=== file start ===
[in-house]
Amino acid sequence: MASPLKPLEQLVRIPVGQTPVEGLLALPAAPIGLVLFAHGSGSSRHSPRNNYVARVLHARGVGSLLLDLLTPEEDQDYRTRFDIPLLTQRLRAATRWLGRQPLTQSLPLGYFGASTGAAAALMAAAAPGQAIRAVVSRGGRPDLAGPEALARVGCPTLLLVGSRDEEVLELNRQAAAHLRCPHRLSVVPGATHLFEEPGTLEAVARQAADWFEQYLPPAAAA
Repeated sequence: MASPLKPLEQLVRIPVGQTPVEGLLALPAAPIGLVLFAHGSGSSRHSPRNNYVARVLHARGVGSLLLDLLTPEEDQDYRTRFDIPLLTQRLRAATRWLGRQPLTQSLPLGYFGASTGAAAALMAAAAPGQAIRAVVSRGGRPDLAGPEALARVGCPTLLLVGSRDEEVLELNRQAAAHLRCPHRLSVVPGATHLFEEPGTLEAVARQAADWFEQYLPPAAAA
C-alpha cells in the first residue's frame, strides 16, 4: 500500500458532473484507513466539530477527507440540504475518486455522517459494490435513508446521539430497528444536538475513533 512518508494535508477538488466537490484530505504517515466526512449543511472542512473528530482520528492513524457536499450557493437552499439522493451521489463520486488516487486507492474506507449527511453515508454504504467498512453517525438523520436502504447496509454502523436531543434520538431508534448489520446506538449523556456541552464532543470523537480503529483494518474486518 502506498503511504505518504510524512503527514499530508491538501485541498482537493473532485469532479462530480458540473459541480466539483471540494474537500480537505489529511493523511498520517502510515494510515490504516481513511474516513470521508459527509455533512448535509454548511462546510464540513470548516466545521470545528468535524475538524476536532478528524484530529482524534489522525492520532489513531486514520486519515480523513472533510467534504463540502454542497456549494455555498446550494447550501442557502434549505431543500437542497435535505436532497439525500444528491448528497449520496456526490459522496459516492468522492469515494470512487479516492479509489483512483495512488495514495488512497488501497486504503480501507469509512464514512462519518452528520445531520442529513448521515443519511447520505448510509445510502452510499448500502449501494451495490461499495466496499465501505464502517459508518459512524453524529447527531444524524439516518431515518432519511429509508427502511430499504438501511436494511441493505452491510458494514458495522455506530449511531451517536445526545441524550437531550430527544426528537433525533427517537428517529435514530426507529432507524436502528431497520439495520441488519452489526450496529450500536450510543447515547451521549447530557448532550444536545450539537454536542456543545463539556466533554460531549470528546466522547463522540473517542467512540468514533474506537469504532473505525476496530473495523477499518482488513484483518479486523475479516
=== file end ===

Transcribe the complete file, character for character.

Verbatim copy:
[in-house]
Amino acid sequence: MASPLKPLEQLVRIPVGQTPVEGLLALPAAPIGLVLFAHGSGSSRHSPRNNYVARVLHARGVGSLLLDLLTPEEDQDYRTRFDIPLLTQRLRAATRWLGRQPLTQSLPLGYFGASTGAAAALMAAAAPGQAIRAVVSRGGRPDLAGPEALARVGCPTLLLVGSRDEEVLELNRQAAAHLRCPHRLSVVPGATHLFEEPGTLEAVARQAADWFEQYLPPAAAA
Repeated sequence: MASPLKPLEQLVRIPVGQTPVEGLLALPAAPIGLVLFAHGSGSSRHSPRNNYVARVLHARGVGSLLLDLLTPEEDQDYRTRFDIPLLTQRLRAATRWLGRQPLTQSLPLGYFGASTGAAAALMAAAAPGQAIRAVVSRGGRPDLAGPEALARVGCPTLLLVGSRDEEVLELNRQAAAHLRCPHRLSVVPGATHLFEEPGTLEAVARQAADWFEQYLPPAAAA
C-alpha cells in the first residue's frame, strides 16, 4: 500500500458532473484507513466539530477527507440540504475518486455522517459494490435513508446521539430497528444536538475513533 512518508494535508477538488466537490484530505504517515466526512449543511472542512473528530482520528492513524457536499450557493437552499439522493451521489463520486488516487486507492474506507449527511453515508454504504467498512453517525438523520436502504447496509454502523436531543434520538431508534448489520446506538449523556456541552464532543470523537480503529483494518474486518 502506498503511504505518504510524512503527514499530508491538501485541498482537493473532485469532479462530480458540473459541480466539483471540494474537500480537505489529511493523511498520517502510515494510515490504516481513511474516513470521508459527509455533512448535509454548511462546510464540513470548516466545521470545528468535524475538524476536532478528524484530529482524534489522525492520532489513531486514520486519515480523513472533510467534504463540502454542497456549494455555498446550494447550501442557502434549505431543500437542497435535505436532497439525500444528491448528497449520496456526490459522496459516492468522492469515494470512487479516492479509489483512483495512488495514495488512497488501497486504503480501507469509512464514512462519518452528520445531520442529513448521515443519511447520505448510509445510502452510499448500502449501494451495490461499495466496499465501505464502517459508518459512524453524529447527531444524524439516518431515518432519511429509508427502511430499504438501511436494511441493505452491510458494514458495522455506530449511531451517536445526545441524550437531550430527544426528537433525533427517537428517529435514530426507529432507524436502528431497520439495520441488519452489526450496529450500536450510543447515547451521549447530557448532550444536545450539537454536542456543545463539556466533554460531549470528546466522547463522540473517542467512540468514533474506537469504532473505525476496530473495523477499518482488513484483518479486523475479516